Mineralogical distinctions of carbonates in desert soils

TitleMineralogical distinctions of carbonates in desert soils
Publication TypeJournal Article
Year of Publication2005
AuthorsKraimer RA, H. Monger C, Steiner RL
JournalSoil Science Society of America Journal
Volume69
Pagination1773-1781
Date Published2005
Accession NumberJRN00429
Call Number00861
Keywordsarticle, carbon storage, soil, carbon, inorganic sequestration, carbonate, geogenic, journal, soil, soil, calcium carbonate, soil, carbonate, soil, pedogenic carbonates, techniques, X-ray diffractometry, techniques, XRD
Abstract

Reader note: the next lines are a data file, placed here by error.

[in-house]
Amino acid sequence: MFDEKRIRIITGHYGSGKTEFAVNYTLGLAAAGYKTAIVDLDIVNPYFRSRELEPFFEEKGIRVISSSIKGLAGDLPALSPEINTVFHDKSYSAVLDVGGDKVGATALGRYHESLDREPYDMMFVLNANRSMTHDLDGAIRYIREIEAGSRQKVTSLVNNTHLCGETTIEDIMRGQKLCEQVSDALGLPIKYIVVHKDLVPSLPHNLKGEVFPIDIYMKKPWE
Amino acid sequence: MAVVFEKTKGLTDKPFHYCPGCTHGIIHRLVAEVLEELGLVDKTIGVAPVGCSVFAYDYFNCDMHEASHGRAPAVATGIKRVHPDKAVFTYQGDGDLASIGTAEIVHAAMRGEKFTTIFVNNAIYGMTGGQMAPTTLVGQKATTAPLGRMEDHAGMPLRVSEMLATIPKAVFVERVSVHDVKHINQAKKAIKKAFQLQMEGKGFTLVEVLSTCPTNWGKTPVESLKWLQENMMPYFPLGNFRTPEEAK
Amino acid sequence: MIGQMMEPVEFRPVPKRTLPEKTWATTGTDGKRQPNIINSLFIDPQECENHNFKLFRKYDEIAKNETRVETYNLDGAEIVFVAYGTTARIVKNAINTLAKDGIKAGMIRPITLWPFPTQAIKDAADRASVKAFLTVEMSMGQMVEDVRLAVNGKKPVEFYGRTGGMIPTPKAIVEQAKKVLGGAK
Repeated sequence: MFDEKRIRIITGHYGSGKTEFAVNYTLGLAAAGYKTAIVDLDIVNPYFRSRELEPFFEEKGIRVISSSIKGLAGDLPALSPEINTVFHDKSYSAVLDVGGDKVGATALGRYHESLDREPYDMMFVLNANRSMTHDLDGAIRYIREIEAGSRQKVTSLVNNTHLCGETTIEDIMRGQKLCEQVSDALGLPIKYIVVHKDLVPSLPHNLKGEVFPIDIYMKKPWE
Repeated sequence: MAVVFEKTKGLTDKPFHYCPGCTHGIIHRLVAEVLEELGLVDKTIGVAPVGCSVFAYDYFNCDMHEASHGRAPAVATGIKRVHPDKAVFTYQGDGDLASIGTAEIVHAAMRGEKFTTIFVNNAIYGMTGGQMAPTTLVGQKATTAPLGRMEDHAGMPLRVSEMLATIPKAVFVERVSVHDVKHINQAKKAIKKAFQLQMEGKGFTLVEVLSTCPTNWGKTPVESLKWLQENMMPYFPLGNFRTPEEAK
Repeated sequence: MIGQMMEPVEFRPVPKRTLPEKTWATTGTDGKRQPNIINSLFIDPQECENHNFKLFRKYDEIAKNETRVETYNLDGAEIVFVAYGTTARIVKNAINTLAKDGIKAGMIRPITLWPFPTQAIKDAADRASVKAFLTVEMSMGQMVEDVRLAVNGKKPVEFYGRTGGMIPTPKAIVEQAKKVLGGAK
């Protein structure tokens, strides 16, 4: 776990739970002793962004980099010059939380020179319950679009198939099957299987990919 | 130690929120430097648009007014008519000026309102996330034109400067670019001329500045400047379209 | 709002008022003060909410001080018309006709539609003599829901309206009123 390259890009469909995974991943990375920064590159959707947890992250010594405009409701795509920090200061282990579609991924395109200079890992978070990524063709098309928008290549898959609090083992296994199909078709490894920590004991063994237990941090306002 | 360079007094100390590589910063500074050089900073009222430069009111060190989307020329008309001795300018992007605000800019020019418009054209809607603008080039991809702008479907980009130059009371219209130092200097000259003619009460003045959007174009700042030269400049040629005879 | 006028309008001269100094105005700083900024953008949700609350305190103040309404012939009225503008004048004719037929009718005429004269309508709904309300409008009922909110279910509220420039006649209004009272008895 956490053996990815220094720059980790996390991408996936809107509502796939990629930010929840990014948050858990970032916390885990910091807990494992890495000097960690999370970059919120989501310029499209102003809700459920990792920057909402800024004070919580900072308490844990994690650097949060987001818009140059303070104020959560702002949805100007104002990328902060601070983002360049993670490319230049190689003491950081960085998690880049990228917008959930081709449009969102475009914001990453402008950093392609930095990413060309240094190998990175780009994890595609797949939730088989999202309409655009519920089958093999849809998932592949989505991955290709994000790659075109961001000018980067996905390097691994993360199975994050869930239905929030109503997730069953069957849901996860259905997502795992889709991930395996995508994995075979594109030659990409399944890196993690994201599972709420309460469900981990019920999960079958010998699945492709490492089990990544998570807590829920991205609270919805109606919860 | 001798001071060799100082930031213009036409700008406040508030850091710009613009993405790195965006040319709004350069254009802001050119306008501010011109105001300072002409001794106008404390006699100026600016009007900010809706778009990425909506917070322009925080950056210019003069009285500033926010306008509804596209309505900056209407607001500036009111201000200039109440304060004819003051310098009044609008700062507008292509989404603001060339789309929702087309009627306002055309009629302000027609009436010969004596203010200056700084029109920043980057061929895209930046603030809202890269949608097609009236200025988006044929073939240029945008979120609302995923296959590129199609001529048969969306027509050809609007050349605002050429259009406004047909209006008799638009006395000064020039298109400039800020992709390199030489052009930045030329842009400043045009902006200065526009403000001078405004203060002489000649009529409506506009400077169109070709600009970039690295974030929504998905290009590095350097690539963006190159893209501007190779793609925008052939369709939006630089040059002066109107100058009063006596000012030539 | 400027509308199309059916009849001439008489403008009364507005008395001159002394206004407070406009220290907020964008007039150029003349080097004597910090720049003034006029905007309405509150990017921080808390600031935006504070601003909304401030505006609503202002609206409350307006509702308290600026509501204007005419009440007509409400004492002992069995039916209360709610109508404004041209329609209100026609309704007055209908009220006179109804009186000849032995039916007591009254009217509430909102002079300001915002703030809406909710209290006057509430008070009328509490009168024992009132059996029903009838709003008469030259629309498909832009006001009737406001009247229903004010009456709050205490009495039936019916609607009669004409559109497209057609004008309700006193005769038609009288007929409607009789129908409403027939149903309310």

Soil carbonate-C is a large pool of C and, in desert environments, is the dominant type of C stored in soil. To more fully understand the global C cycle and the role of soil in C sequestration, it is important to recognize how C enters and leaves the carbonate pool, as well as identify the forms of carbonate that exist in the soil. In the Desert Project in southern New Mexico, soils formed in limestone and igneous (mostly quartz monzonite and some rhyolite) parent materials lie adjacent to each other, with climate, vegetation, topography, age, and, to a large extent, dust deposition constant across the soils of both parent materials. The purpose of this study was to determine if X-ray diffractometry (XRD) can mineralogically identify the size fraction in which pedogenic carbonate occurs and discern differences among (i) pedogenic carbonate formed in limestone parent material, (ii) pedogenic carbonate formed in igneous parent material, and (iii) soil carbonate in the form of detrital limestone. The diffractograms revealed that the size fractions in which pedogenic carbonate occurs in a dolostone residuum are fine sand, silt, and clay. X-ray diffraction could not discern differences in soil carbonate because calcite was the only carbonate mineral present in the samples of pedogenic carbonate formed in limestone parent material, pedogenic carbonate formed in igneous parent material and detrital limestone. Excepting the d-spacing associated with a minor peak, statistical analysis found no signifi- cant differences in d-spacings among the three types of soil carbonate. However, each of the three types of soil carbonate revealed significant differences in d-spacings relative to those of the calcite reference. While XRD mineralogically revealed the size distribution of pedogenic carbonate formed in a dolostone residuum, for the purpose of C sequestration, XRD was unable to distinguish the three soil carbonate types.

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